Marrying the Ketchups by Jennifer Close
Published by Knopf Publishing Group
Publication date: April 26, 2022
Genres: Book Clubs, Fiction, Contemporary
After my frank opinions in the May recap let’s start June off with some breezy family drama, shall we? Marrying the Ketchups by Jennifer Close is the story of the Sullivans, a restaurant-owning family in Chicago’s Oak Park neighborhood. The novel is cemented in place at the volatile end of 2016, when the Cubs win their first World Series in 100 years and America’s political infrastructure is demolished by the election of a divisive, vulgar president. On a more personal level, Bud Sullivan, the family’s beloved patriarch dies suddenly. Three of his grandchildren converge at the restaurant to make sense of a world that feels as if it’s been knocked off its access.
Gretchen is the family’s artist. A singer, she’s been in a 90s cover band since she was in college, but brushes with fame have devolved into playing the wedding/bar mitzvah circuit. The itinerant lifestyle and now, a betrayal have made the choice easy for Gretchen to head home to Chicago. But what to do when the only lines on her resume are singer and waitress? Going back to work at JP Sullivans and living in the apartment above the restaurant is the easy answer, but what was charming in her twenties, feels decidedly less so in her mid-30s.
Jane is the quintessential big sister who’s done everything right or at the very least tried to do everything right. Married with two children her family her only misstep has been leaving Oak Park for one of Chicago’s more affluent neighborhoods. A neighborhood complacent about the election because it wouldn’t impact them. When her husband says the same thing Jane begins to wonder about her choices. Her job managing the restaurant’s payroll begins to feel more like a haven than a workplace as she struggles to find herself.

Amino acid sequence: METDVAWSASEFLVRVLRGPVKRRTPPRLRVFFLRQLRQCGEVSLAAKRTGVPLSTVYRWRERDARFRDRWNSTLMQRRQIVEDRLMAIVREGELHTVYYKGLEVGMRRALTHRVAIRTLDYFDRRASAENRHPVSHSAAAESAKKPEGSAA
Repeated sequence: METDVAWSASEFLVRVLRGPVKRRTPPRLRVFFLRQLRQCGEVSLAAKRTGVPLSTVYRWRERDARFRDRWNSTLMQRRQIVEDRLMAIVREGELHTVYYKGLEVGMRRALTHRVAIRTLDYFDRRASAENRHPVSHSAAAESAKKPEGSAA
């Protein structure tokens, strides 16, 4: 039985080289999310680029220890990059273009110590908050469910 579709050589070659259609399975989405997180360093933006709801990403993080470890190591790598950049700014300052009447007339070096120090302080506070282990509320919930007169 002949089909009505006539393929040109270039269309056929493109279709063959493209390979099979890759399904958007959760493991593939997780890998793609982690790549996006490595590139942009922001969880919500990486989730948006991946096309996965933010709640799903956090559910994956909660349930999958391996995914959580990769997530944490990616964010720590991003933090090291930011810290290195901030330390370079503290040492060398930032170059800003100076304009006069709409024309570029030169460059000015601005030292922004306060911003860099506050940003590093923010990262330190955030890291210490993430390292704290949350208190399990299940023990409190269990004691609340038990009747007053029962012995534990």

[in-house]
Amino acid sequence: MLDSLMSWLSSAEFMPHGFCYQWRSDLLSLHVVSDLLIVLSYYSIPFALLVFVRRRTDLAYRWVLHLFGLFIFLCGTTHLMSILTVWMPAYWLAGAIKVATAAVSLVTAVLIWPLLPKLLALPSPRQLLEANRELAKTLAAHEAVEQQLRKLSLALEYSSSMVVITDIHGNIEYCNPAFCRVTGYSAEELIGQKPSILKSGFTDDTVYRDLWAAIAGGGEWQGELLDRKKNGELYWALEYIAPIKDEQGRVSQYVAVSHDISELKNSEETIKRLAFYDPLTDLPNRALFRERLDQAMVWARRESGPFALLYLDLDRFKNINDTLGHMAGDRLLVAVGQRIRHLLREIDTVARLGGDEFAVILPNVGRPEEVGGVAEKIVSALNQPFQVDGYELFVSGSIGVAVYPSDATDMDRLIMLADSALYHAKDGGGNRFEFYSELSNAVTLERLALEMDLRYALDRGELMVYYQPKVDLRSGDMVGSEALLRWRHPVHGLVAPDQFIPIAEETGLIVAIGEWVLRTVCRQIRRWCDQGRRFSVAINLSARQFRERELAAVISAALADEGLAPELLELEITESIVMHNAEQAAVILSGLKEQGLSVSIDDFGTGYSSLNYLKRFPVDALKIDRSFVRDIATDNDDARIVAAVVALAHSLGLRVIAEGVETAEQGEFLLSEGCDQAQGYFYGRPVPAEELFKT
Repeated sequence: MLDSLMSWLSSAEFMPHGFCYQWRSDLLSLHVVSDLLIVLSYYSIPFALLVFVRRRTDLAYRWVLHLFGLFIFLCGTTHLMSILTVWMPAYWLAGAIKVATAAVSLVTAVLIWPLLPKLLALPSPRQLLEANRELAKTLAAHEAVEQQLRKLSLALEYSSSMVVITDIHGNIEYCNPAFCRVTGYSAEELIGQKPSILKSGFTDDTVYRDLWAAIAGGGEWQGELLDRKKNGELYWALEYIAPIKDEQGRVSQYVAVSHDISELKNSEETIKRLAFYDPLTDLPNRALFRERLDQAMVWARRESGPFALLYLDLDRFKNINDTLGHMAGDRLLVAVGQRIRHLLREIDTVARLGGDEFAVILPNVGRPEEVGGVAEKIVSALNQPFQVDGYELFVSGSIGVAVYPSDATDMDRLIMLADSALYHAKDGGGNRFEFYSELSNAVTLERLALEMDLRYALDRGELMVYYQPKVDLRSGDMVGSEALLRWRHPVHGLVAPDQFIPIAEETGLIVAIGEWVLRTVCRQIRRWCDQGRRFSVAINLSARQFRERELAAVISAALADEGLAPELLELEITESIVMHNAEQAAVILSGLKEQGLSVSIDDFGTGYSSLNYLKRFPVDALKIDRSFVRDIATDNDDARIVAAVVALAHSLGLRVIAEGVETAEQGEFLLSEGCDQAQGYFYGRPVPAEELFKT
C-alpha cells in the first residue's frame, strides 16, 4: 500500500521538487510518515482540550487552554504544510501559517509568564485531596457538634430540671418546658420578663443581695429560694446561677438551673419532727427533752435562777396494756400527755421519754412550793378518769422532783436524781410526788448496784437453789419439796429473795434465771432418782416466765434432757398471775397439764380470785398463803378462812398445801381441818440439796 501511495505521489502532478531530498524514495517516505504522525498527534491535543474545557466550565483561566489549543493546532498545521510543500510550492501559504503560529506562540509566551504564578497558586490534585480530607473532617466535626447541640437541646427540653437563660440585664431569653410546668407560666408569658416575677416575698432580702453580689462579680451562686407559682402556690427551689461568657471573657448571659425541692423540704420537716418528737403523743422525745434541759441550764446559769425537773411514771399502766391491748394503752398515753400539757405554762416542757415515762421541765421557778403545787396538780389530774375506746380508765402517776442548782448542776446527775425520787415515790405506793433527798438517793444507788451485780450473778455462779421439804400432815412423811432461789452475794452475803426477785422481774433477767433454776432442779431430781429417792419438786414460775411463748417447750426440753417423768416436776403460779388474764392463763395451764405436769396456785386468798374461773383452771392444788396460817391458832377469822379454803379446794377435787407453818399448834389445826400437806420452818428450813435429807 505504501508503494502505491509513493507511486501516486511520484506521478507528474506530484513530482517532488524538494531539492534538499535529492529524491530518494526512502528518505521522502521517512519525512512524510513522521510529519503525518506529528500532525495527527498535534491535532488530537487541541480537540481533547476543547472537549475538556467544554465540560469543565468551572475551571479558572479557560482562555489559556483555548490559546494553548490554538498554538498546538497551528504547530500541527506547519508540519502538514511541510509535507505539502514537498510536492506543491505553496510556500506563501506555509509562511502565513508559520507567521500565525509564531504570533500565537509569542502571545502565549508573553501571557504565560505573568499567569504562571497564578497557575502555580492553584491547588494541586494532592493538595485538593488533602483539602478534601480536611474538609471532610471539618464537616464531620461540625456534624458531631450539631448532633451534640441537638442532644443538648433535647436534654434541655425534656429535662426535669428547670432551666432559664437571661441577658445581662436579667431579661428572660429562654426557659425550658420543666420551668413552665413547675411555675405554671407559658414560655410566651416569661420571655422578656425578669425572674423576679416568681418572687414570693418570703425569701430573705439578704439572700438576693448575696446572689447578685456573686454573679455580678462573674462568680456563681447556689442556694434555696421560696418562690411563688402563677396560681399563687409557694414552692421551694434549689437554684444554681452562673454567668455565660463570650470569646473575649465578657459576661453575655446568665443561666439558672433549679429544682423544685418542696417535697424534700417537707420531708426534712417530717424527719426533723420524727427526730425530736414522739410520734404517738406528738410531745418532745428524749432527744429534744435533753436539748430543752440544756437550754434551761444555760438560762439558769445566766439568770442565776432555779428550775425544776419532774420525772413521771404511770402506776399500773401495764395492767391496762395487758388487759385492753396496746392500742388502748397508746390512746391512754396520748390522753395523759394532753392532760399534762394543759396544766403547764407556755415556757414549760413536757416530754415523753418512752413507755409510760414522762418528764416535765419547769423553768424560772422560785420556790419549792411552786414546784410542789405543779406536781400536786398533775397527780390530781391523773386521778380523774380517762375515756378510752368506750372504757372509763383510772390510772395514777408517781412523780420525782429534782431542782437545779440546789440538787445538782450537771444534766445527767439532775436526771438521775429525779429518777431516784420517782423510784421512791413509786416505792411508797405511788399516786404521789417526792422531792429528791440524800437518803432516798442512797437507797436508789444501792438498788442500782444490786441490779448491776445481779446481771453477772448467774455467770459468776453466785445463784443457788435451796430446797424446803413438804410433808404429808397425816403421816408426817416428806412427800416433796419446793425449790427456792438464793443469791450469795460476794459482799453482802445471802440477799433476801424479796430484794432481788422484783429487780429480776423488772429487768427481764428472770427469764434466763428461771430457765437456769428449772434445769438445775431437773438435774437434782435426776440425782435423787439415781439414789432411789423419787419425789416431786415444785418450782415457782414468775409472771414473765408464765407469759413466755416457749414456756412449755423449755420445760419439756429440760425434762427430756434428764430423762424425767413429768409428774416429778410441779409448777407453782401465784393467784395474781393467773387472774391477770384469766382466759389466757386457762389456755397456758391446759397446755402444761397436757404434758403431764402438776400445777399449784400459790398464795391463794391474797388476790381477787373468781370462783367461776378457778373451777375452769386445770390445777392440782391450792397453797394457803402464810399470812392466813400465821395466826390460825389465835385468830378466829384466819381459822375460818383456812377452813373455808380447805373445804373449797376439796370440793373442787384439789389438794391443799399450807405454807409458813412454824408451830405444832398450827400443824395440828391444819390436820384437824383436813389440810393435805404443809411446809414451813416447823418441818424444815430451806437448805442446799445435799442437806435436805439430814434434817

For their cousin Teddy, stepping in to help with Sullivans is a no-brainer. He’s worked in restaurants his whole life, most recently as the general manager of a large upscale restaurant in Chicago. He’s perfectly suited to take over as manager, but no one else seems to recognize this. Especially not his Uncle Charlie who won’t listen to any of his input. To make matters worse, his personal life is starting to crowd into his work. The man who broke up with him is suddenly showing up for lunches and making overtures to get back together. It all comes together to leave Teddy at loose ends—wanting to be needed, but by the right people.
None of the characters in Marrying the Ketchups are happily settled into their lives. I’ve even seen reviews saying they’re unlikable, but if they’re not at their best it’s because they’re trying to come unstuck in their lives. Gretchen, Jane, and Teddy may be struggling or unhappy, but they’re also warm, funny, and real. I will always take that over likable, especially when there is something relatable in each of their lives.
This is not a heartwarming story of a family lovingly trying to regroup after a death. Marrying the Ketchups is a slice of the more realistic aspects of life that come with aging out of dreams, fumbling at love, family dynamics, and being an adult (what does that even mean anymore?!). Not to mention all the existential dread that surfaced with the previous presidential administration. This could make for dour (or depressing) reading, but Close does a marvelous job with subversive humor, her characters saying out loud what many of us think. I recognized and thoroughly enjoyed this dysfunctional family as they maneuvered through their messy, chaotic lives.
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*I received a free copy of this book from Knopf in exchange for an honest review.*